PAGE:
another question

Posted by Christopher O'Regan on 22:41 12/11/01

In reply to: another question posted by Brooke on 14:02 12/7/01

A wedding ceremony featuring a call to arms against the demons must be an interesting one . . . a little different from what we are used to, perhaps. :) Cadhinorian wedding rites, unlike Cuzeian, do feature a celebrant, am I correct? Does (s)he play an important role in the ceremony or not?

As for Eledhi - do they follow the Catholic tradition of including marriage as one of the seven sacrements, or are their rites influenced by the Cuzeians (or even the pagans)?

You mention that Verdurians have fewer children than Europeans of approximately the same technological level. Is this due to more ready access to contraception (though you stated they don't have uciro) or simply due to less religious and societal emphasis on large families?

Finally, at one stage, you referred to Ismahi as being noted for polygamy, I believe. Is that still the case? I suppose this would give the rest of the plain reason to consider them decadent, or perhaps just crazy. . .


--Rhisto Filipei

Mark responds:

1. Yes, Cadhinorian marriages have a priest-- or two, one representing each party. Their role is to represent the gods and ask their blessing; this is considered a very important and necessary role. Socially, one can say that the role of the parents is just as important: to recognize a new alliance between the two families.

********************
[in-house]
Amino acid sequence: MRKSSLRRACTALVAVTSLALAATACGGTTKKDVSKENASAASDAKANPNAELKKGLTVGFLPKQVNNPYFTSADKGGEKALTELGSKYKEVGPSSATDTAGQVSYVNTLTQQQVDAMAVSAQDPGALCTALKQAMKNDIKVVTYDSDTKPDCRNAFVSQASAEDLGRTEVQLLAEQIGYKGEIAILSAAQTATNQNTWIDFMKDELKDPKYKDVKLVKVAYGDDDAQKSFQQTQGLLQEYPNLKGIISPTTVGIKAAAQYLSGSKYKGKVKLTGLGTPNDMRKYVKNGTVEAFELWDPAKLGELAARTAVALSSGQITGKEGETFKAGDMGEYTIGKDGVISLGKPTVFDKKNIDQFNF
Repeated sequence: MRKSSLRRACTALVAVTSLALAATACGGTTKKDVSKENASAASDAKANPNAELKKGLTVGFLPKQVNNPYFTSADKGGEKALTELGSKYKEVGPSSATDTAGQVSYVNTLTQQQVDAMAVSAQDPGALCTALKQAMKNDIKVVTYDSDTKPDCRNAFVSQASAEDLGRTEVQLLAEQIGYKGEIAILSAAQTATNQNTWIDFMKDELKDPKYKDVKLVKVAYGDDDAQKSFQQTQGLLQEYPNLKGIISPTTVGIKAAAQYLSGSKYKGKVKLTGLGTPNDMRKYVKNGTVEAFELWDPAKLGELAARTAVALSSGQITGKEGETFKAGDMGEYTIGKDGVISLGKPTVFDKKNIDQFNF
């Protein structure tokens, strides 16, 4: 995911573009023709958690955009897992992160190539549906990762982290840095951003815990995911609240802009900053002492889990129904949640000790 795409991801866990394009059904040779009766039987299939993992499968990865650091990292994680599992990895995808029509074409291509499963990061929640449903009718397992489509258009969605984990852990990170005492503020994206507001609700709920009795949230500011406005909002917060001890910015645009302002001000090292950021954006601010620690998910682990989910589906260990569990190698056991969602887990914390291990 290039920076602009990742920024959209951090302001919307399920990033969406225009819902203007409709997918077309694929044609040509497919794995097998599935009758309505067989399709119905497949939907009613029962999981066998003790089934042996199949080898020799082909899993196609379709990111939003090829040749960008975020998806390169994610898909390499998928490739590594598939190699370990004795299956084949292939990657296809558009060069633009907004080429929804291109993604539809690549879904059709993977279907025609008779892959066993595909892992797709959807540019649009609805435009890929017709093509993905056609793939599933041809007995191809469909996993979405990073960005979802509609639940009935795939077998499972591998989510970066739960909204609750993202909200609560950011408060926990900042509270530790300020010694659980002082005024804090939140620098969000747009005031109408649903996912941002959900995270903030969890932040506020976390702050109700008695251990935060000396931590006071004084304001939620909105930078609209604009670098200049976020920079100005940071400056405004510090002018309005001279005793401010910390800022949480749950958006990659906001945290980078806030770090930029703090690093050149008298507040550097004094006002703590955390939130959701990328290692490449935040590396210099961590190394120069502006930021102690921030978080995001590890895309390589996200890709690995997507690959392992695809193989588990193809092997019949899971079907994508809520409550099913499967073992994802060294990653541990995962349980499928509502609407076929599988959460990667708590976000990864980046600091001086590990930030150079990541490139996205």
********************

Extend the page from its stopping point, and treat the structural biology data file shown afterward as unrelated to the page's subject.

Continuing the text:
2. The Eledhi of the east follow early Catholic traditions; I'd have to do some research to even know if Christians of AD 325 even considered marriage a sacrament! The western Eledhi follow Arashei traditions, which are a more ecclesiastical version of those of Cuzei. (That is, the church replaces the Glade, and there is a priest and liturgy-- Arashei religion is much more rigid and ritualized.)

3. As for number of children, it's largely biological: Almean women, so long as they're nursing, tend to give birth every four years or so, rather than every year or two.

4. I don't recall saying that the Ismaîn were polygamous (though if you can find it, remind me :), but I did say they have a reputation for decadence and licentiousness. Maybe it's the oysters...

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